Since GraphQL server doesn't know what the query will come next, it's a challenge to maintain server-side cache. One of the common pattern is to reserve an id field always.

Essential Knowledge

Schema Definition Language

The syntax for defining GraphQL schemas is called Schema Definition Language (SDL). The schema is a contract of how the data structure should be.

Below is an example of how we can use the SDL to define a data structure called Link.

type Link {
    url: String!
    tags: [String!]
}

The type has two fields; they are url and tags with type String and [String]. The ! indicates that the field is required. The [] indicates the field is an array of values, for example, [String] means a list of String values.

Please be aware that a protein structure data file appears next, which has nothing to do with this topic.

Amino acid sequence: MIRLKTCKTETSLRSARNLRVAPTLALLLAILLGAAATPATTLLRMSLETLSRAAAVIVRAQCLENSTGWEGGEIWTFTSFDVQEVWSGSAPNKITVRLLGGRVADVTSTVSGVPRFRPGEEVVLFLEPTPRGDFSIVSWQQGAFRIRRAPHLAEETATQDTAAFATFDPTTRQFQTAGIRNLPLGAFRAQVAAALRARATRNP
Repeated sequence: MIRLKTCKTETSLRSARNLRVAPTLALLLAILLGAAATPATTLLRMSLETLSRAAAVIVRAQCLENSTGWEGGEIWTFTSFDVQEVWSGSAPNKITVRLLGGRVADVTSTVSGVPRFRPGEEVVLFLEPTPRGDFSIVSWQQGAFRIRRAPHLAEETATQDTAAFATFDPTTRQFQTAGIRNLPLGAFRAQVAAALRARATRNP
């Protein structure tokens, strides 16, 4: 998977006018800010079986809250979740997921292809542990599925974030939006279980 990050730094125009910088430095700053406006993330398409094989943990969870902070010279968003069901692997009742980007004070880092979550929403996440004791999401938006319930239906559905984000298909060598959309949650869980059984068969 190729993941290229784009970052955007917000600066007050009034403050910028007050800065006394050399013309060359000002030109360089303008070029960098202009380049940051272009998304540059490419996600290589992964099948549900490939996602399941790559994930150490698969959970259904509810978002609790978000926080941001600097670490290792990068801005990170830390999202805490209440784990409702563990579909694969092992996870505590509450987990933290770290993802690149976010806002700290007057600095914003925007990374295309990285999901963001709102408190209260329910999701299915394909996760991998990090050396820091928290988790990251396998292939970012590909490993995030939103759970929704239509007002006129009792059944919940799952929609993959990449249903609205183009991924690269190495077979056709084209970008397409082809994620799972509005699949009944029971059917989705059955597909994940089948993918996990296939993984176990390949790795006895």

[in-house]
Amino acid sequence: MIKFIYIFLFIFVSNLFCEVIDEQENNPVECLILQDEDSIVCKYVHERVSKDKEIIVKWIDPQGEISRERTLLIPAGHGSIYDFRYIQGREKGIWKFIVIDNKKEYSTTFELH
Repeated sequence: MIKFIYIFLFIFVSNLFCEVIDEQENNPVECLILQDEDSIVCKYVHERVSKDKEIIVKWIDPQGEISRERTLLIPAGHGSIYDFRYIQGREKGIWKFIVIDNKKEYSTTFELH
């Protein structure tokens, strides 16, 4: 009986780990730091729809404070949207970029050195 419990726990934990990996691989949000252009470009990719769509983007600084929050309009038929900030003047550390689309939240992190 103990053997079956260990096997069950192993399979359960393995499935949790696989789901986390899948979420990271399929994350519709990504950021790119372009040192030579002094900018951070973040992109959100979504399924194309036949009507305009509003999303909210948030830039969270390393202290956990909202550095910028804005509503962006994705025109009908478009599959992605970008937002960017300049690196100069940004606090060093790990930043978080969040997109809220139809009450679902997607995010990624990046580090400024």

Fetch Data

GraphQL server exposes only one endpoint to clients. All data will be fetched through this endpoint. What makes the endpoint send different data out is called a query.

Below is an example of how we can use a query to fetch data

{
    myLinks {
        url
        tags
    }
}

The myLinks field in this query is a root field, in which includes the payload of the query. In this example, the payload has url and tags fields. The query would return a list of user's links in the database. For example,

{
    "myLinks": [
        {"url": "https://enqueuezero.com", "tags": ["ez"]},
        {"url": "https://enqueuezero.com/hands-on-cloud-native", "tags": ["ez"]}
    ]
}

Query Arguments

In GraphQL, each field can have zero to more query arguments. For example,

{
    myLinks(last: 5) {
        url
        tags
    }
}

In this example, the GraphQL server would only return my last five links.

Apply Mutations

Mutations are for making changes. There are generally three kinds of mutations:

  • Create data
  • Update data
  • Delete data

The query for applying mutations are similar, except they start with keyword mutation. Below is an example of how we create a new Link:

mutation {